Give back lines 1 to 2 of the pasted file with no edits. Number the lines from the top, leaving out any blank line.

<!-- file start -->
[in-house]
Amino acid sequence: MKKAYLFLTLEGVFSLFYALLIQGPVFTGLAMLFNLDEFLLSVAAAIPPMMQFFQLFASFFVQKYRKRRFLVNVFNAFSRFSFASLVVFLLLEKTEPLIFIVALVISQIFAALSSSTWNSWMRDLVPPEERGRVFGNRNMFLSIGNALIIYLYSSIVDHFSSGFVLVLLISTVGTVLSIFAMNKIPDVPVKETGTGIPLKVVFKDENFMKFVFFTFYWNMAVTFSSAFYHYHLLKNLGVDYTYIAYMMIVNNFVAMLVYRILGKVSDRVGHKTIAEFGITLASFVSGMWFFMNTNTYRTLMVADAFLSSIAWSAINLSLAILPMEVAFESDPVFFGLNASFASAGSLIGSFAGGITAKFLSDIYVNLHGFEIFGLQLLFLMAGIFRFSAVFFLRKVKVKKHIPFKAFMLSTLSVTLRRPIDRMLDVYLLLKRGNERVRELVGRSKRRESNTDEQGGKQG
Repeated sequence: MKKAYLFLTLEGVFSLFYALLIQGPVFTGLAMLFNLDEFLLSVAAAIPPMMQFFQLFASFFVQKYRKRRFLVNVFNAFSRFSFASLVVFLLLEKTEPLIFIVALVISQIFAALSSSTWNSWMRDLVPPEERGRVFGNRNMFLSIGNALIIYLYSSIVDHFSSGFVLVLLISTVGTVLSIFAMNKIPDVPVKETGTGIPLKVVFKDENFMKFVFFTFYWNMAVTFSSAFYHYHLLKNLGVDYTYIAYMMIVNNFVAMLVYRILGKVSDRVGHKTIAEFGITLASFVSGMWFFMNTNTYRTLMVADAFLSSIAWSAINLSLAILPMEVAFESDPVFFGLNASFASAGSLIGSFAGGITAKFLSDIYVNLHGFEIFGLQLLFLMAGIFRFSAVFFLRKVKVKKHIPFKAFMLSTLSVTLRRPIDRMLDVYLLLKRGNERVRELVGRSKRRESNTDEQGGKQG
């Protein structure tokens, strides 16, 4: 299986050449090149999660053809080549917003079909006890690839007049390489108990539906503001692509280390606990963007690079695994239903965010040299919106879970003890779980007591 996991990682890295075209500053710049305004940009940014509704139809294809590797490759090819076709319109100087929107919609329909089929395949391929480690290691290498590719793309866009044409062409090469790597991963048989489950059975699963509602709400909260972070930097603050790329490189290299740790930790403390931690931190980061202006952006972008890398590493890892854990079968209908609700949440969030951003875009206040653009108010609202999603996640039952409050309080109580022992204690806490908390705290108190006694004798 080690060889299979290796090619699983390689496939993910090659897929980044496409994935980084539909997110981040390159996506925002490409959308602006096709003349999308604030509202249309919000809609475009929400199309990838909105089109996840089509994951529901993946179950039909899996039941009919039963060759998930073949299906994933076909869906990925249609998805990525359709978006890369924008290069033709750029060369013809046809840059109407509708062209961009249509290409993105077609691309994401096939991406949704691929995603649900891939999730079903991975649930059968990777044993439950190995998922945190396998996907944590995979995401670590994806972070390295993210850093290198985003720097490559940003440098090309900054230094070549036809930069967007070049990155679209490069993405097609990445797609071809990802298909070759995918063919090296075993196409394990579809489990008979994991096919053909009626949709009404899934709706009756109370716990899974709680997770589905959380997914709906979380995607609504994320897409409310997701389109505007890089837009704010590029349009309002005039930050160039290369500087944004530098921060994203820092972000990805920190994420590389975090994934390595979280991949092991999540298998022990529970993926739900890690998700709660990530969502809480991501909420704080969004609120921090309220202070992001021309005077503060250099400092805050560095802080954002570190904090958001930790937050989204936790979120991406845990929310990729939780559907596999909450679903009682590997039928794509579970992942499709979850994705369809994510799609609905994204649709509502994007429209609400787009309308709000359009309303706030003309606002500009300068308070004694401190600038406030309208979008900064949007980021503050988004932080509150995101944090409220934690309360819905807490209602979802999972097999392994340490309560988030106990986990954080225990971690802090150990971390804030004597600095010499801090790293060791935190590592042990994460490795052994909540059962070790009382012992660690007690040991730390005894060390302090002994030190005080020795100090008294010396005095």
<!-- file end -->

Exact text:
[in-house]
Amino acid sequence: MKKAYLFLTLEGVFSLFYALLIQGPVFTGLAMLFNLDEFLLSVAAAIPPMMQFFQLFASFFVQKYRKRRFLVNVFNAFSRFSFASLVVFLLLEKTEPLIFIVALVISQIFAALSSSTWNSWMRDLVPPEERGRVFGNRNMFLSIGNALIIYLYSSIVDHFSSGFVLVLLISTVGTVLSIFAMNKIPDVPVKETGTGIPLKVVFKDENFMKFVFFTFYWNMAVTFSSAFYHYHLLKNLGVDYTYIAYMMIVNNFVAMLVYRILGKVSDRVGHKTIAEFGITLASFVSGMWFFMNTNTYRTLMVADAFLSSIAWSAINLSLAILPMEVAFESDPVFFGLNASFASAGSLIGSFAGGITAKFLSDIYVNLHGFEIFGLQLLFLMAGIFRFSAVFFLRKVKVKKHIPFKAFMLSTLSVTLRRPIDRMLDVYLLLKRGNERVRELVGRSKRRESNTDEQGGKQG